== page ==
Assistant Professor in Translation Studies, Faculty of Arts
I am currently working at the University of Nottingham as Lecturer in Translation Studies.
Contemporary France (year 1)
Histoire & Mythologies (year 1)
Language and its Uses (year 1)
La Langue française (year 2)
Linguistic Variation in France (year 2)
Theories and Practices of Translation (year 4)
Research Skills (MA)
At the intersection of Translation Studies, Sociolinguistics and Film Studies, my doctoral thesis analysed how textual and audiovisual objects move across borders, and the nature of the shift… read more
- At the intersection of Translation Studies, Sociolinguistics and Film Studies, my doctoral thesis analysed how textual and audiovisual objects move across borders, and the nature of the shift characters' identity undergoes in the process of translation. I examine the translation into French, in the form of subtitles, of a corpus of American films portraying speakers of a marked use of language (African American Vernacular English, henceforth AAVE) that informs character development, and convey powerful social and political traits that are particularly meaningful in the source culture. This raises particular issues relating to the formation of identities, about their cultural porosity, and the transferability of culturally bound features and the nature of their adaptation in another culture. In the process, I am redefining the figure of the translator, who is constantly negotiating with cultures, for instance by associating features of banlieue French (such as verlan) in their subtitles with images of Black America. Although sociolinguistic studies have shown how black youths use specific linguistic characteristics to construct their social identity, the audiovisual translation of vernacular language and the possibilities for language to convey otherness remain under-studied. In this thesis, I show the ways in which these traits are altered (in the etymological sense, "made other/different/foreign") in the process of translation. This case study on the subtitling of AAVE into French, particularly in the context of audiovisual translation which is just coming to the fore of Translation Studies, contributes to broader debates on the translation of sociolinguistic features and suggests ways in which existing subtitling frameworks might be broadened to include cultural and sociolinguistic dimensions, rather than limiting themselves to technical and linguistic considerations.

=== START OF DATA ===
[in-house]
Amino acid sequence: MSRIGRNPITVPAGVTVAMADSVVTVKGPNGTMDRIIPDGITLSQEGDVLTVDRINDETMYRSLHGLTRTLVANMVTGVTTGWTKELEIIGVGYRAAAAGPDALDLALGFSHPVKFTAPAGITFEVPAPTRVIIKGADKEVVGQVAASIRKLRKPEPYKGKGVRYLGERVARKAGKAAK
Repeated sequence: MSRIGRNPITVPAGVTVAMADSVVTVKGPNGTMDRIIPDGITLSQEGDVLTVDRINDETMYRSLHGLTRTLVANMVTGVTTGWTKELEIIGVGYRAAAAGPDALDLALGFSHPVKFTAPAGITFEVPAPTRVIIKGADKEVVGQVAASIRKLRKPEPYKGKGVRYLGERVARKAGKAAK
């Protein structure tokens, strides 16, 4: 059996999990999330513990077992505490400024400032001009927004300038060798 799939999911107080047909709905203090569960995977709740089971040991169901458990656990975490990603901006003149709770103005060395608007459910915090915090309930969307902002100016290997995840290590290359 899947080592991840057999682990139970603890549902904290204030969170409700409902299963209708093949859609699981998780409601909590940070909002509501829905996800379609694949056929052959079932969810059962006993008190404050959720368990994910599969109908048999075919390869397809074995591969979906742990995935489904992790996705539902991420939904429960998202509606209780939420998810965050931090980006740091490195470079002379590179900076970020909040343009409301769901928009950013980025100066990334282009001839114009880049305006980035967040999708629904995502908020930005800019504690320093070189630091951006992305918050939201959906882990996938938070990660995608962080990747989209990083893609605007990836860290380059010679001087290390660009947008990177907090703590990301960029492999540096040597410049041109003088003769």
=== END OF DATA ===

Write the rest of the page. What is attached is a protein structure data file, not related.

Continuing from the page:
Using a narrative theory framework, this book-length project contributes to both media studies and translation studies by analysing the nexus between cultural identity, globalisation, borders and mobility in a discrete corpus of multilingual films and of their translations. It explores the ambivalent significance of language difference and of its transposition for the French market. While 'globalisation' is a relatively recent term, the worldwide movements of individuals, commercial and artistic goods, and services as well as the international axes of influence it describes have always existed. From its birth at the end of 19th century, cinema spread rapidly to many parts of the globe, emerging both as the 7th art and as a major international industry. It is therefore hardly surprising that the issue of film translation should arise as a preoccupation.
While there is an abundance of literature on the technical and methodological aspects of screen translation, in depth attention has yet to be paid to the cross-cultural dynamics of representations of Otherness. The films under analysis have all enjoyed considerable commercial success, and have been seen by vast numbers of viewers in different countries and languages. This project examines the powerful narratives created in these films and explores the ways in which these narratives are affected by translation. This is particularly relevant for films that portray multiple languages and cultures, the relationship between which may be completely subverted in the translation process.
According to several studies (Diadori, 2003; Heiss, 2004; Baldo, 2009), multilingualism in films is becoming increasingly frequent. It can serve to illustrate problems of communication between individuals, metonymically invoking cultural barriers and challenging the concept of borders. The process of translation involves shifts in the economy of the relationships between characters, and, crucially, cultures, giving rise to a number of different questions:
● From a functional perspective, what are the cultural implications of dubbing or subtitling a particular language in a multilingual film, and what are the consequences of such (potentially subversive) decisions on the way narratives are created?
● In the translated films, a new set of relationships between languages and culture are established. How, then, does the decision to translate or leave untranslated a particular language undermine the relationships established in the original, within the reception context in the target language, and how are narratives affected by the shifts in representations and perspectives?
● Do such changes in the geometry of the narratives affect audiences' ability to suspend their disbelief, and how?
By probing the interplay between the different languages portrayed on screen in each film - whether these languages are 'foreign' or even 'alien' (presented, for example, as extraterrestrial) this project examines translated versions of the films in the corpus for French audiences, and the impact of the translation process on the way narratives are created. While most people are confronted with the effects of translation, no one is immune to representations of Otherness, whether they are on a business trip to Tokyo, lost in the Moroccan desert, or fighting in a galaxy far, far away.